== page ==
Section Ⅰ of this book (Chapter 2) covers the protocols, and the three components of the scientific process are described. These comprise Phase 1, Site Assessment; Phase 2, Excavation and Recovery; and Phase 3, The Mortuary. These components are designed as a sequence of processes occurring within the timeline of a mission, leading from one to the next. However, the three phases may be carried out independently if appropriate and may also be carried out concurrently (i.e., Phase 3 can commence once Phase 2 has begun) or in parallel (e.g., a prolonged operation with several grave sites). In this chapter, each phase of activity is preceded by a phase summary and includes flowcharts showing process and personnel typically involved. If the organisation undertaking the investigation of the mass grave site(s) is not dealing with other aspects of the investigation (e.g., witness interviews, antemortem data collection), then it is imperative that the scientists collecting biological information (postmortem data) work closely with the other agencies involved (Keough et al., 2004). This is essential to ensure that the resultant data sets are compatible and that appropriate and relevant ante- and postmortem data are collected (see Chapter 10).
It should be understood that within the phases of activity described, not all elements may be necessary or appropriate in all cases and, in some, even more elements may need to be added. What is described is a full range of scientific and scene of crime/evidential procedures that are commonly conducted during mass grave excavations. These procedures have a proven track record of being successful in recovering safe and sound evidence and for use in judicial and humanitarian processes. They are drawn on what has been learned during international experience over the past fifteen or more years and were trialled, with subsequent modification, in both the field and the mortuary, in simulation exercises undertaken in 2005 and 2006 and in investigations in Iraq and Cyprus from 2003 to 2005.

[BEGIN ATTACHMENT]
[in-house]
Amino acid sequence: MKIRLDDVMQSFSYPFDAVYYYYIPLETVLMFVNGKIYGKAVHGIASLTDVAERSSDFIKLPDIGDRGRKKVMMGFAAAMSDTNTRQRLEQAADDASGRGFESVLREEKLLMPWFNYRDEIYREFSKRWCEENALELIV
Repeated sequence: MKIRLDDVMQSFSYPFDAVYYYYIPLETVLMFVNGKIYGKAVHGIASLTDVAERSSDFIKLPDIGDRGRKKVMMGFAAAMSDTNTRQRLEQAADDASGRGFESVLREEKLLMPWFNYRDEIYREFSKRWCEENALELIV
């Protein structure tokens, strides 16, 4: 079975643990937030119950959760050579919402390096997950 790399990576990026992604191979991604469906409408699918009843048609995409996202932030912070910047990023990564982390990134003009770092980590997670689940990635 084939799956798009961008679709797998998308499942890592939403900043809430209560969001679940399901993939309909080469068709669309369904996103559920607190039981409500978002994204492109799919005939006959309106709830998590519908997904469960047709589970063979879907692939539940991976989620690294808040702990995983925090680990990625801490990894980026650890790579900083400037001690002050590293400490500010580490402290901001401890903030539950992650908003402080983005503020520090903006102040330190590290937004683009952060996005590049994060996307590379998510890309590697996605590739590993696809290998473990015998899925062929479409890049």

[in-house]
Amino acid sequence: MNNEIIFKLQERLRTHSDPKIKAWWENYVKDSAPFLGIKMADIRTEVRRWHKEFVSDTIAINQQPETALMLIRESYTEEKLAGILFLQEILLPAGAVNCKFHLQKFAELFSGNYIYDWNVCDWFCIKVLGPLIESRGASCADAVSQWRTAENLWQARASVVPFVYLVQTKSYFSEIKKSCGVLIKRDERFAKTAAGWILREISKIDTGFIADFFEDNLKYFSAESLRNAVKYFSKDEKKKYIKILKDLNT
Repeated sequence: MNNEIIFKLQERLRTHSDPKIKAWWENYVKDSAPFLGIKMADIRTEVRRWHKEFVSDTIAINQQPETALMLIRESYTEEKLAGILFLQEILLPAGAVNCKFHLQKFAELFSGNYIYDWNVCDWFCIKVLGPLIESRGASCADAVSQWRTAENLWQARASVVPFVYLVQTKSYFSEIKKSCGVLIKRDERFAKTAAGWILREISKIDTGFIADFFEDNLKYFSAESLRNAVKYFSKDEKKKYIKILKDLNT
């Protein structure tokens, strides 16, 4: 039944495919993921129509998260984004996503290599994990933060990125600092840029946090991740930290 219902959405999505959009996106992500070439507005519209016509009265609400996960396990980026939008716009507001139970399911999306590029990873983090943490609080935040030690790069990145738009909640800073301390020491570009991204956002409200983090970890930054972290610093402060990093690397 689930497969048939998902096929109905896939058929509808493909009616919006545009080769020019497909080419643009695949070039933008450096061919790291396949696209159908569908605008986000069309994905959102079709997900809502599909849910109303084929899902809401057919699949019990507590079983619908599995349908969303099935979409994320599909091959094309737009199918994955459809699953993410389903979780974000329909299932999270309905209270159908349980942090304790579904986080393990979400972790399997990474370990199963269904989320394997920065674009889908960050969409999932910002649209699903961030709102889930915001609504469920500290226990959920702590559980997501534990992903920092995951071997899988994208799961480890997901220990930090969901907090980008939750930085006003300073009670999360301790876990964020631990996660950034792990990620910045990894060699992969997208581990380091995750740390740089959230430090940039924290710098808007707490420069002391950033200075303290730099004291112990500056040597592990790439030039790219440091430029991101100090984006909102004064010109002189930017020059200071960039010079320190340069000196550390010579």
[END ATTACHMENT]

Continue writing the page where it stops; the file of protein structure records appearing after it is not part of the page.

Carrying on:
The protocols are process driven and set out the organisational and management requirements for successful forensic missions. By establishing a process to be followed or adapted as appropriate, we are providing a framework that is particularly useful when dealing with complex teams comprising personnel from various backgrounds in terms of experience, education, and scientific and crime scene management traditions and with various cultural traditions and expectations. The design of the protocols and SOPs eases the reader from a description of what should be done (i.e., the protocols) to a more complex discussion of the detailed methodologies involved (i.e., the SOPs). Further to this, it provides several levels of guidance. For those with significant levels of skills and experience, reference to the protocols alone may be adequate, while the less experienced or less well trained should refer to both. The protocols can act as an essential guide for those with less experience, while a recent graduate will need to absorb not only the guide to process that the protocols provide but also the detailed methodological information in the SOPs (Section Ⅱ). The experienced practitioner in a specific field who lacks direct experience of this context may use the protocols as an aide memoire and guide to the less familiar working environment of the mass grave or temporary mortuary. Those with extensive forensic experience can use this text to provide a process and methodological framework that facilitates effective quality assurance and the ability to undertake work that follows acknowledged and high standards, an ever-increasing requirement of the judiciary.
When following the protocols, it must be remembered that usually the scale of all aspects of resource requirements (e.g., personnel, logistics, financial, equipment, time) is larger and more complex for Phase 2 than for Phase 1. The aims and objectives of an investigation, as well as deployment of available resources, will be crucial in determining what can be achieved. The key to employing these protocols and SOPs successfully is flexibility and basing decisions on available site or case information. For example, the investigation on behalf of a nongovernment organisation (NGO) of twenty accurately located single graves known to contain skeletonised human remains may mean that several elements of the assessment and mortuary phases might be omitted (e.g., geophysical survey or refrigeration of all human remains), and that the scale of equipment and personnel deployed might be limited. Alternatively, an investigation funded by an organisation such as the United Nations (UN) or the International Criminal Court (ICC) of a mass grave suspected to contain 400 people in a waterlogged environment may require the full range of analyses using all three phases and a full complement of field and mortuary staff. Flexibility around the basic sequence of process is essential.
1.3 Structure of this book